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Myth: If my ex-spouse and I have 50/50 custody, no one needs to pay child support.

Fact: This a rare occurrence. In the majority of child support cases, one parent will be paying child support. The parent’s income and the number of nights the child(ren) spends with each parent are factors that determine which parent will be making child support payments. If one parent earns more, despite an equal placement schedule, there will be child support to offset the expense of the child(ren) in the parents’ homes.

Myth: I don’t have to keep paying child support after my child turns 18.

Fact: The only circumstance in the State of Wisconsin a parent may have to pay support for a child upon their 18th birthday is when the child turns 18 but is still attending high school or pursuing a high school equivalency course (GED). Learn more about child support termination in Wisconsin.

Myth: If I’m behind on child support, my ex-spouse can’t collect payments after my child turns 18.

Fact: In Wisconsin, back child support pay can be collected even after the child has turned 18 and moved out. Cases with past-due child support (also known as arrears) can be collected and enforced for up to 20 years after the child turns 18.

Myth: If I lose or quit my job on purpose, my child support payments will be lowered.

Fact: While this may be true in some job loss cases, the state sees the financial well-being of the child(ren) a responsibility of both parents, and willing unemployment is not a valid excuse to avoid payment. Wisconsin has coined the term “shirking” for a parent who has unreasonably and voluntarily reduced their income. The Court could still hold that parent to the level of income they were earning at the job they quit.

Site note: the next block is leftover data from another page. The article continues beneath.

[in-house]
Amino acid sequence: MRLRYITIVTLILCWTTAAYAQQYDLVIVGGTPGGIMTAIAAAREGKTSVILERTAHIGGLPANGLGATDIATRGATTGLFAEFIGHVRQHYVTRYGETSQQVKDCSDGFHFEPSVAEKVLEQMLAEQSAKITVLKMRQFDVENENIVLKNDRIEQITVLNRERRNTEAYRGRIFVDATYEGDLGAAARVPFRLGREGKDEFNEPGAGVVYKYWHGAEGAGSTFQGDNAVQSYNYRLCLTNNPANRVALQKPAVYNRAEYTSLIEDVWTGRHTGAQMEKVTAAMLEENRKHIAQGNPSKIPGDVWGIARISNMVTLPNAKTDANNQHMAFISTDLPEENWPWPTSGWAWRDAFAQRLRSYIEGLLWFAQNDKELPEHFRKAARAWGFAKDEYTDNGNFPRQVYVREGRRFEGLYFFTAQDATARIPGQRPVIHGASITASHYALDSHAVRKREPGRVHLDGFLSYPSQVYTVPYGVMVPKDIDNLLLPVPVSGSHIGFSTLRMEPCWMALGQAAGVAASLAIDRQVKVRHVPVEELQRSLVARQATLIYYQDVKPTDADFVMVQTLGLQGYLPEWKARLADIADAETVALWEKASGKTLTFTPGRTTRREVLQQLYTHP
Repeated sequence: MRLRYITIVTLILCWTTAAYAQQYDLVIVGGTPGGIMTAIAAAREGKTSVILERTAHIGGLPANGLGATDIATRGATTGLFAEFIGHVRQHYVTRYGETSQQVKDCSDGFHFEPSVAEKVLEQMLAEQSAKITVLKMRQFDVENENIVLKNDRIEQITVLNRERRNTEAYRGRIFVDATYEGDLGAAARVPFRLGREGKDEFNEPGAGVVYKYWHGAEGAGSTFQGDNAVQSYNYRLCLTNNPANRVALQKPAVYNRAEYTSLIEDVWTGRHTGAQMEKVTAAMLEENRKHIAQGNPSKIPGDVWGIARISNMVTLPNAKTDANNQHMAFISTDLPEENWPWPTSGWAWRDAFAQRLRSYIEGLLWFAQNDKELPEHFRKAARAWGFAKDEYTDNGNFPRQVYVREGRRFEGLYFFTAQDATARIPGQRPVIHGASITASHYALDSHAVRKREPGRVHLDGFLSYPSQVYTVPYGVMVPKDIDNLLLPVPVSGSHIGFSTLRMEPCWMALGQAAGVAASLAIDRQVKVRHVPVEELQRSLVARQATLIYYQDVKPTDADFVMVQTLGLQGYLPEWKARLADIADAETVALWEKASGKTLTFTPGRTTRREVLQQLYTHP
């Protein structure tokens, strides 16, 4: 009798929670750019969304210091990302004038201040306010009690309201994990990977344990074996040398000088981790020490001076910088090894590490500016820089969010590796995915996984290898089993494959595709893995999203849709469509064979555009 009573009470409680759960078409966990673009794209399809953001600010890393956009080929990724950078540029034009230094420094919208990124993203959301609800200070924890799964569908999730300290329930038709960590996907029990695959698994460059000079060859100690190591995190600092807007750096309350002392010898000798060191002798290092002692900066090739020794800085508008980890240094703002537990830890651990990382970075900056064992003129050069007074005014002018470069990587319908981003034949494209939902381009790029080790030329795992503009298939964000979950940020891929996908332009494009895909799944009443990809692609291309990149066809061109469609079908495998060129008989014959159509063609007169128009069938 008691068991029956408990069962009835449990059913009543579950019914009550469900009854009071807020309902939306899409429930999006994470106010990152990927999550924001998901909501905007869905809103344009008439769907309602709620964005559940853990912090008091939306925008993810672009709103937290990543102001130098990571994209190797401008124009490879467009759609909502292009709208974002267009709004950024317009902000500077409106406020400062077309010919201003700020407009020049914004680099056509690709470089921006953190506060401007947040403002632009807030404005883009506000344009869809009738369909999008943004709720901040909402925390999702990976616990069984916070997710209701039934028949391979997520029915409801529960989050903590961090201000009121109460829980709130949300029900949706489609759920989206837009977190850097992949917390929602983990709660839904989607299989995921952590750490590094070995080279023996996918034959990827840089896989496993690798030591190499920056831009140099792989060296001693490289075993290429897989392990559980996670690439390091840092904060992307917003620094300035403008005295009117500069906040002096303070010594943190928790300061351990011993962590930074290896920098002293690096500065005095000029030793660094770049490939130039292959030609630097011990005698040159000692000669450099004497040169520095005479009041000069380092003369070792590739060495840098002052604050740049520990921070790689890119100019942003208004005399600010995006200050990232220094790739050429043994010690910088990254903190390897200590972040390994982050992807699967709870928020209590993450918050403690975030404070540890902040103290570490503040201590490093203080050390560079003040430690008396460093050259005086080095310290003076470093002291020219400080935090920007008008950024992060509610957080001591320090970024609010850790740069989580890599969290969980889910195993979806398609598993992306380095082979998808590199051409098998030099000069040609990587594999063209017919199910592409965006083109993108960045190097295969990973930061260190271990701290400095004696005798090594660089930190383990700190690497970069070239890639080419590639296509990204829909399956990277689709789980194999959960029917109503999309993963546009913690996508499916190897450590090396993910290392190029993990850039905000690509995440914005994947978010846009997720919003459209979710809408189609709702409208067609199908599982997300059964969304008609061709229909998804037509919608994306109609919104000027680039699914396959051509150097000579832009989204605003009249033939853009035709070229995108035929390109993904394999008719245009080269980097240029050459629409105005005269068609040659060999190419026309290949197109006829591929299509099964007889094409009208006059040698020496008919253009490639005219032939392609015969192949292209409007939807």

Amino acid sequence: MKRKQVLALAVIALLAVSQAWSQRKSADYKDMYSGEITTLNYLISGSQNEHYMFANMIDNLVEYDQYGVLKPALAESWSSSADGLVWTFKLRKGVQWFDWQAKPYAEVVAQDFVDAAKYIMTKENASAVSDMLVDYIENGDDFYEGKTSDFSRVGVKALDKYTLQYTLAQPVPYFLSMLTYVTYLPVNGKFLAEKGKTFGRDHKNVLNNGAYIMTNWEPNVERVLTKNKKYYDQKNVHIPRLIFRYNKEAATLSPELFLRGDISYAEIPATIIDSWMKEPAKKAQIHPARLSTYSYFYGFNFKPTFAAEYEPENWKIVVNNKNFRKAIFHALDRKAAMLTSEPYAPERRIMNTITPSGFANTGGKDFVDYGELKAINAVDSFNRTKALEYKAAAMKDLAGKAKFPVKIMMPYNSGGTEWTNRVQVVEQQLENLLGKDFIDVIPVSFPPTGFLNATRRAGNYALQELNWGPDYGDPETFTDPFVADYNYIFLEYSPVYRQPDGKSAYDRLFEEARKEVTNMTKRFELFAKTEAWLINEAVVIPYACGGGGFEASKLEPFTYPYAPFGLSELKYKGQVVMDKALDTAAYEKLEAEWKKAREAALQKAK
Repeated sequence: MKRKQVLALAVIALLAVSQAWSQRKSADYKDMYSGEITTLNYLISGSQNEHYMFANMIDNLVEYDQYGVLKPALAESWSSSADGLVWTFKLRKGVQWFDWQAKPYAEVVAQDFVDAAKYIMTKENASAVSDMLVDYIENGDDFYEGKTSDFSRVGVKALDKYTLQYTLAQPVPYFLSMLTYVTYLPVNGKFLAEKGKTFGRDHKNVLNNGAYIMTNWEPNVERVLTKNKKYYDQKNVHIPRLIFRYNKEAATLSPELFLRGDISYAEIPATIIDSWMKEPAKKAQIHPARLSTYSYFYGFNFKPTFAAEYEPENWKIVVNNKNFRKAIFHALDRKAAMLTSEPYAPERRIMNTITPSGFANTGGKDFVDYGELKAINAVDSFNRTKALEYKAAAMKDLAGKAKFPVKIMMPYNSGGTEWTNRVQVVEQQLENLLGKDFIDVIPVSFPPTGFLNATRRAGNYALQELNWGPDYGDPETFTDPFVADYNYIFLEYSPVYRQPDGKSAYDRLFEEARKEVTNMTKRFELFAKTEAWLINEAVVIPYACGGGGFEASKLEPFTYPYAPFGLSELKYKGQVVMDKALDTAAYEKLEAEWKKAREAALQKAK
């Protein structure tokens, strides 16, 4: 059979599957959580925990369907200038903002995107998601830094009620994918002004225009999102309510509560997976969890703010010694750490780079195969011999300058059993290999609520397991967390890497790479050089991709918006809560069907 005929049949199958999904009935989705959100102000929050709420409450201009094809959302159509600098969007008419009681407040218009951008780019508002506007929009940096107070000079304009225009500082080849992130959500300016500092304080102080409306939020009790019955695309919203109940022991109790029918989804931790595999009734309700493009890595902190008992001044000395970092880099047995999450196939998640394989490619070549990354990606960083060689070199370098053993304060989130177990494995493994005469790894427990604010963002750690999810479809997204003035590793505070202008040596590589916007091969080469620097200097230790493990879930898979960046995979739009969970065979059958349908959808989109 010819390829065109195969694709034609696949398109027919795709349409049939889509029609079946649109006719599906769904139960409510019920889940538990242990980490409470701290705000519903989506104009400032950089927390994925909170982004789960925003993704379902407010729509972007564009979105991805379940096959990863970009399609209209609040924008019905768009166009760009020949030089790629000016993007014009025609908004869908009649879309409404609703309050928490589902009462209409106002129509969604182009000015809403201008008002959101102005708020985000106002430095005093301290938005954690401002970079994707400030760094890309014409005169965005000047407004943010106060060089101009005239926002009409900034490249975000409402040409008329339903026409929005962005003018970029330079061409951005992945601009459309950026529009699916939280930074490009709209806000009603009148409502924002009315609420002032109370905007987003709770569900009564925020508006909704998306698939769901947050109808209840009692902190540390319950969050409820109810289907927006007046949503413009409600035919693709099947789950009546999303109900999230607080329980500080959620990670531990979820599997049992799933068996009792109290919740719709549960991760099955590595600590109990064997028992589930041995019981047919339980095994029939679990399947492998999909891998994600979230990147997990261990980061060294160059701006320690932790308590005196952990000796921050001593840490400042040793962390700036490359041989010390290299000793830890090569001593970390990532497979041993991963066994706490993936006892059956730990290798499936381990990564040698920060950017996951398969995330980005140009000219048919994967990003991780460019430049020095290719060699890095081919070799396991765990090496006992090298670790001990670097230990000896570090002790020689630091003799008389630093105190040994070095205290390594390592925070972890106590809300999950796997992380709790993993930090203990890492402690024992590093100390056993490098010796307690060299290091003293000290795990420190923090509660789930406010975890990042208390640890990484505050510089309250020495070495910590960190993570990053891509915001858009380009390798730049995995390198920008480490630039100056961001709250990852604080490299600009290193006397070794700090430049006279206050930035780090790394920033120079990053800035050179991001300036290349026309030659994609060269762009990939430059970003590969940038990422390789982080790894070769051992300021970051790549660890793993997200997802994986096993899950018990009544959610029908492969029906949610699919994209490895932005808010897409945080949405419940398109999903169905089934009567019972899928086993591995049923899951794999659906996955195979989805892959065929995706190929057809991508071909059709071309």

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Frequently Asked Questions about Child Support in WI

I don’t think my child(ren)’s parent is using the child support the way it should be. What can I do?

Child support is intended to go toward your child(ren)’s welfare, which includes rent, food, clothes, etc. Some of these things such as rent and food overlap where the other parent may benefit from. If you are concerned your child(ren)  is being neglected, you could try to contact the Department of Health and Human Services to see what can be done. However, the paying parent does not have the right to decide how the support is spent on the child(ren).

If the other parent is refusing to let me see our child(ren), can I stop paying child support?

Your obligation first and foremost is to care for your child(ren), so do not stop paying. The issue of placement of the child(ren)  and child support are considered two entirely different issues with the court and if you stop paying your child support, you could be held in contempt of court.

If your court-ordered child placement schedule is being violated, you can file a motion to enforce physical placement against the other parent. Contact our attorneys today to find out all your options going forward.

Can I just use the Child Support Calculator to determine the monthly child support payment?

Using the Child Support Calculator can give a calculated estimate to determine the monthly child supported cost. Though the calculator is based on guidelines determined by the State of Wisconsin courts, the courts can deviate from these guidelines and increase or decrease payments based on other factors.

Contact the Divergent Family Law divorce attorneys in Milwaukee for a free initial consult.